ALPENA — More than two dozen Alpena businesses were called out in a Facebook post because of their perceived political affiliations, social justice viewpoints, or how well they supported masking during the COVID-19 pandemic.
The post, which was making the rounds on social media this week, encourages locals to boycott 24 local businesses and support nearly a dozen other businesses. The News could not immediately confirm who authored the post, and it was not clear how businesses were selected for either list.
Nearly all of the businesses on the list are locally owned. Several of those businesses are in industries impacted the most by government restrictions and the economic downturn during the pandemic — including restaurants, salons, and pet stores.
Shear Envy Salon owner Madison Fishett, whose business was included on the boycott list, said she doesn’t understand how or why she was put on the list, because she doesn’t post her political opinions online.
Although she was shocked anybody would want to boycott her business, Fishett said she has “a pretty good clientele” and doesn’t think it will impact her.
Matter of fact, Fishett said she thinks the list has backfired. She’s had three people come in to support her because of the list.
“People have been just more giving,” she said. “I’ve had people come in and buy gift certificates and product — people that I’ve never seen before.”
Harborside Cycle and Sport also made the boycott list. Owner Tommy Dowd said he didn’t care who generated the list and he was more concerned with the community and all of the small businesses getting along, no matter their opinions on political matters or COVID-19 masks, mandates, or lockdowns.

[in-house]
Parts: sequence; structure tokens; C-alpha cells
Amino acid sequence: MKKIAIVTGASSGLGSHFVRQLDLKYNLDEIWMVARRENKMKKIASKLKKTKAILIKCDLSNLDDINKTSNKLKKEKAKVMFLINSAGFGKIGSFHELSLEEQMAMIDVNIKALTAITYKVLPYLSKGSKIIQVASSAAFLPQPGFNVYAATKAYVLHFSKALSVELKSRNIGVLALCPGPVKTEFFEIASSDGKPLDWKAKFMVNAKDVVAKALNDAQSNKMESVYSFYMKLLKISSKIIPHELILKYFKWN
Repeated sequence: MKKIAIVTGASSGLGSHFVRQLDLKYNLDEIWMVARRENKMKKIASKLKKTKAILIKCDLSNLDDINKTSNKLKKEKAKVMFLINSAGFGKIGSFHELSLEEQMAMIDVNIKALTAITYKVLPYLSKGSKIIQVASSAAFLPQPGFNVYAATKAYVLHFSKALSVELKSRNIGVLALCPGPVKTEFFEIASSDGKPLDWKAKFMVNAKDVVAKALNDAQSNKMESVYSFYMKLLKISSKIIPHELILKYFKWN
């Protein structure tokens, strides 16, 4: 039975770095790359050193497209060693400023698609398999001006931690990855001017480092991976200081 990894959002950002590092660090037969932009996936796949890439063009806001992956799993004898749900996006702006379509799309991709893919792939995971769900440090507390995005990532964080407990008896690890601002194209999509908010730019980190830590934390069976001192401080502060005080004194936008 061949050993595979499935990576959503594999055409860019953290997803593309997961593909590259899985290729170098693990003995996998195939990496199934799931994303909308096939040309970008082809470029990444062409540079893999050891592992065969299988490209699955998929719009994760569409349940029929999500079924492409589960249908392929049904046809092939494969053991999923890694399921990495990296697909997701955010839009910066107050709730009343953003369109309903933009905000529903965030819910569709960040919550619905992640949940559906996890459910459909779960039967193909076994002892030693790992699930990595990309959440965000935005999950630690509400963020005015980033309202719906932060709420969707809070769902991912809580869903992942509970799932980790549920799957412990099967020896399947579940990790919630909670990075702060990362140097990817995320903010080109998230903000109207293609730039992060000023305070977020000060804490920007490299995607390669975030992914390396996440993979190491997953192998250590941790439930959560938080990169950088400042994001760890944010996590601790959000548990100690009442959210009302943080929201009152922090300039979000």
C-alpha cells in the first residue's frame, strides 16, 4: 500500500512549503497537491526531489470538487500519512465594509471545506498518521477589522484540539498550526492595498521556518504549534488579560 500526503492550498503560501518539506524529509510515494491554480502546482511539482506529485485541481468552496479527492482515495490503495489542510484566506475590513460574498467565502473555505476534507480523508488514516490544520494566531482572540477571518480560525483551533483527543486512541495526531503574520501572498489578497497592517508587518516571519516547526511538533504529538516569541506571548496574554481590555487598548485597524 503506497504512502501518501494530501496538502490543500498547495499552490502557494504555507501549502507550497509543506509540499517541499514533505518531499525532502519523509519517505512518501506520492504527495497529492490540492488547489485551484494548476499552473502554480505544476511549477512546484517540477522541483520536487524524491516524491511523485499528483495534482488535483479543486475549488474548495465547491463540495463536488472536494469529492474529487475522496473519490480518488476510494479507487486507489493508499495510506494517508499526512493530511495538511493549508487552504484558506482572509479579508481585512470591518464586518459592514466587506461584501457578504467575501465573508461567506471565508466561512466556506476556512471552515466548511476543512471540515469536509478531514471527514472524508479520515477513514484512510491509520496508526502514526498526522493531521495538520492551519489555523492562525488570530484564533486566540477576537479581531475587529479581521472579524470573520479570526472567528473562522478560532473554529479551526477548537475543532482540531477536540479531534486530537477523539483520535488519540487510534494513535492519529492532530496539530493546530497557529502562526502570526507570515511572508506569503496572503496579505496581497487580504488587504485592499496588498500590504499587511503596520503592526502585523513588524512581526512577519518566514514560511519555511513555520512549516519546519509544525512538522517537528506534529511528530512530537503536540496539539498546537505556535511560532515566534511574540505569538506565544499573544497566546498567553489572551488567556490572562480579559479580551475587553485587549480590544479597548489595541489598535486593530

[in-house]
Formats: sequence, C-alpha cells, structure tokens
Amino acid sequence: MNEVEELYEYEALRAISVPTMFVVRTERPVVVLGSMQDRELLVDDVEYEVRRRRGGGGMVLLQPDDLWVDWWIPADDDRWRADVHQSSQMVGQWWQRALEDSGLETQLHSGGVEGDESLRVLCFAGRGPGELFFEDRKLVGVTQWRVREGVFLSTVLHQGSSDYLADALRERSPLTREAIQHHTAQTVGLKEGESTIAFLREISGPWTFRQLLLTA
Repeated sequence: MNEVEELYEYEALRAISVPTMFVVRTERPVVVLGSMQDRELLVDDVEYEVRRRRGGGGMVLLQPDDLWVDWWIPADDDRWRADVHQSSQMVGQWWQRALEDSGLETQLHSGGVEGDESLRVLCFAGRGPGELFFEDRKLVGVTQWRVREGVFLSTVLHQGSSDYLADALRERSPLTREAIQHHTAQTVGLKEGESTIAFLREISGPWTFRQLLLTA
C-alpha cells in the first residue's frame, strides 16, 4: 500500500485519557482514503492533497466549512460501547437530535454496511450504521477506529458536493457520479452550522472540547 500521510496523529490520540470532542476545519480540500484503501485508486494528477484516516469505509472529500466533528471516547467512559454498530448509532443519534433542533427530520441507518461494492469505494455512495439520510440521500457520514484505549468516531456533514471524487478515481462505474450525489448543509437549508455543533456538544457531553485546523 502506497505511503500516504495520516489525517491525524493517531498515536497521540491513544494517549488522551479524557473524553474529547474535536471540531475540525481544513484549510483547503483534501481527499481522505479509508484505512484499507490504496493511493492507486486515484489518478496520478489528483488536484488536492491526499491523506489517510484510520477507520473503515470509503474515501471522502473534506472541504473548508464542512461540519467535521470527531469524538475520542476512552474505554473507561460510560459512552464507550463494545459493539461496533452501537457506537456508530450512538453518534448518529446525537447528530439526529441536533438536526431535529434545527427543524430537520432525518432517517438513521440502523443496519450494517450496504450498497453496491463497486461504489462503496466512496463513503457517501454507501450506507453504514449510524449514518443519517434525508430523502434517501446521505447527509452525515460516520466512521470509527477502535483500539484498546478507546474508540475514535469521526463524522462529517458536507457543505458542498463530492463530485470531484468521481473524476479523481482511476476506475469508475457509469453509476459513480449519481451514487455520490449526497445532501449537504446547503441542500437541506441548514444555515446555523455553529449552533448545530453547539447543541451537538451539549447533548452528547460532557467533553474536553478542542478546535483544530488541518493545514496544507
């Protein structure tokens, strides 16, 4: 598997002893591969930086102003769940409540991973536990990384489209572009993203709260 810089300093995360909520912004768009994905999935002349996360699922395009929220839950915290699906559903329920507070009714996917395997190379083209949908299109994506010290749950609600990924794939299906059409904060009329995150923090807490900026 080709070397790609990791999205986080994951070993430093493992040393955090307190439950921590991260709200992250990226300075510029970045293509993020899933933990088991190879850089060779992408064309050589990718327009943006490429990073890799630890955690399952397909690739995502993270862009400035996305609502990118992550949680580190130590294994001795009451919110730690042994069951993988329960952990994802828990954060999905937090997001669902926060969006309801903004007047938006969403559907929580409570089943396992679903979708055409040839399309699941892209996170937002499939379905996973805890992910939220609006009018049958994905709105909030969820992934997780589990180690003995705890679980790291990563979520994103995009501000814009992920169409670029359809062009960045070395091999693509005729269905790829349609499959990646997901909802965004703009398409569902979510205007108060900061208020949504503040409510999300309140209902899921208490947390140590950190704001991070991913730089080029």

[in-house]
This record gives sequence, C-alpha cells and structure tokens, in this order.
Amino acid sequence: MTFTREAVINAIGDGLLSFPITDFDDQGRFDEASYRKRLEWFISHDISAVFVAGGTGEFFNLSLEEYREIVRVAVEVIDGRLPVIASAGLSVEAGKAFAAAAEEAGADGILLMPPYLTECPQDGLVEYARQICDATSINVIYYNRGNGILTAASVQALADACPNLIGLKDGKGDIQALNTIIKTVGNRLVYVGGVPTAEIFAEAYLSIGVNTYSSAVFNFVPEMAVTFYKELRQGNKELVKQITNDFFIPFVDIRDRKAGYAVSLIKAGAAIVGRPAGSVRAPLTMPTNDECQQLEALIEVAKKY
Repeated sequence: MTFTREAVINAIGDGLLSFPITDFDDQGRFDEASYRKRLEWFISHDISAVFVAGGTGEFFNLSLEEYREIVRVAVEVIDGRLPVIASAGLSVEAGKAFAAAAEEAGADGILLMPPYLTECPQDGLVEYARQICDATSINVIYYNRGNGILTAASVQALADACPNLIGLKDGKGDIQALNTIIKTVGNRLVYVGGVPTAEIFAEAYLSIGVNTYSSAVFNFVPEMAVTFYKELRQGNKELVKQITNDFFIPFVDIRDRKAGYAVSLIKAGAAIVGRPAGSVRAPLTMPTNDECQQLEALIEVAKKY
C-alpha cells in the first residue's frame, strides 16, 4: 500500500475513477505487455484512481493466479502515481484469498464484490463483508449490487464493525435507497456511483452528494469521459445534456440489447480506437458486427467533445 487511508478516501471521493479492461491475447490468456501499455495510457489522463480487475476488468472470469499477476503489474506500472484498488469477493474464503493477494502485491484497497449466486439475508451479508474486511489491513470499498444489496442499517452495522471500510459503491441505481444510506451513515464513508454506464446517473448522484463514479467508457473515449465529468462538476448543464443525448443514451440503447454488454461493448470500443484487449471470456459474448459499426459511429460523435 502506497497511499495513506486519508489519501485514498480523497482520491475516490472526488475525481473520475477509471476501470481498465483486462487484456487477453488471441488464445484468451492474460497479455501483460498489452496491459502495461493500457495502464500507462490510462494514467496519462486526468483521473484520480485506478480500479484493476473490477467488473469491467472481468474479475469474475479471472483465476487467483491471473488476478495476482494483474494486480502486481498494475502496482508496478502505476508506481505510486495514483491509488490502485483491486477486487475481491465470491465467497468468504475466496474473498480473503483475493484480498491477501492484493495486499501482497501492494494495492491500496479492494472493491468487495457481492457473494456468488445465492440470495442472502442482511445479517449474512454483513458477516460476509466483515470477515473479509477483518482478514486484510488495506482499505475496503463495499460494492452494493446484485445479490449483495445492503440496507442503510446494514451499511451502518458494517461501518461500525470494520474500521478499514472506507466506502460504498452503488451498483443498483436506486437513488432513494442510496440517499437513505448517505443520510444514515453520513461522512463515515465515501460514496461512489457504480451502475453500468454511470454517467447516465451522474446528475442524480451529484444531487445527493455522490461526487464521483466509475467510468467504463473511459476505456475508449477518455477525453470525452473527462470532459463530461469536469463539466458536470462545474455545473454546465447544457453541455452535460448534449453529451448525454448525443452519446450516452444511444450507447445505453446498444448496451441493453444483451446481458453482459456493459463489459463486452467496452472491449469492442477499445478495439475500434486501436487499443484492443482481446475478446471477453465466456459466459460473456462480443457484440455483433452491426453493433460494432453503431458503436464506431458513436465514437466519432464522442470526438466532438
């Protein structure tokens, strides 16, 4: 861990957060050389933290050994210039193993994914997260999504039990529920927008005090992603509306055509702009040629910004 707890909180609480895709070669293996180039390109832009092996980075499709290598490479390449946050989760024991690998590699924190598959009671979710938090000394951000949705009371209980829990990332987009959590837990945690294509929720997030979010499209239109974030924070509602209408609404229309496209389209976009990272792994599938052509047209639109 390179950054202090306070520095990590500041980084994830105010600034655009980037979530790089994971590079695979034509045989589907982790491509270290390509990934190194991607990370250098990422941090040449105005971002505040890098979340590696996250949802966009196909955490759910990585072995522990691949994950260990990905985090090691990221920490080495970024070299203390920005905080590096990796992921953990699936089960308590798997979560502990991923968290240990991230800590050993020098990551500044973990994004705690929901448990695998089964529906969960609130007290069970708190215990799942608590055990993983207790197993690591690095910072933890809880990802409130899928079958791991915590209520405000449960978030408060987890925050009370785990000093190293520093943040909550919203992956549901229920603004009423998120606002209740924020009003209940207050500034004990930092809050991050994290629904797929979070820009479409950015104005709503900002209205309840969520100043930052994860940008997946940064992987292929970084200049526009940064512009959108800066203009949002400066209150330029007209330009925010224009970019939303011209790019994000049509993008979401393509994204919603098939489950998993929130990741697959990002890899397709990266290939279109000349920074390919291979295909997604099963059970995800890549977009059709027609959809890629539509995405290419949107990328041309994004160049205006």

“Everyone is entitled to an opinion, and I cherish the difference of opinions,” he said. “What bothers me is people deciding and then propagating that certain businesses should not be frequented because of their views on things. I think, especially in these times, it’s going to do nothing but hurt the community as a whole.”
Alpena Downtown Development Authority Executive Director Anne Gentry said she hoped people would see beyond the list and continue to support the businesses they care about.
Gentry said it’s been a difficult and unpredictable year, especially for small businesses, whom Gentry said have faced several hurdles, from being forced to close to walk-in traffic to purchasing extra personal protective equipment and cleaning supplies.
“We’ve been trying to spread the word of, support your favorite small businesses, make sure that you kind of vote with your dollars or what you value and what you want to stay here in our community,” she said. “A lot of them are hurting, a lot of them have had a difficult year, so any support people can offer them is really important.”
Crystal Nelson can be reached at 989-358-5687 or [email protected]
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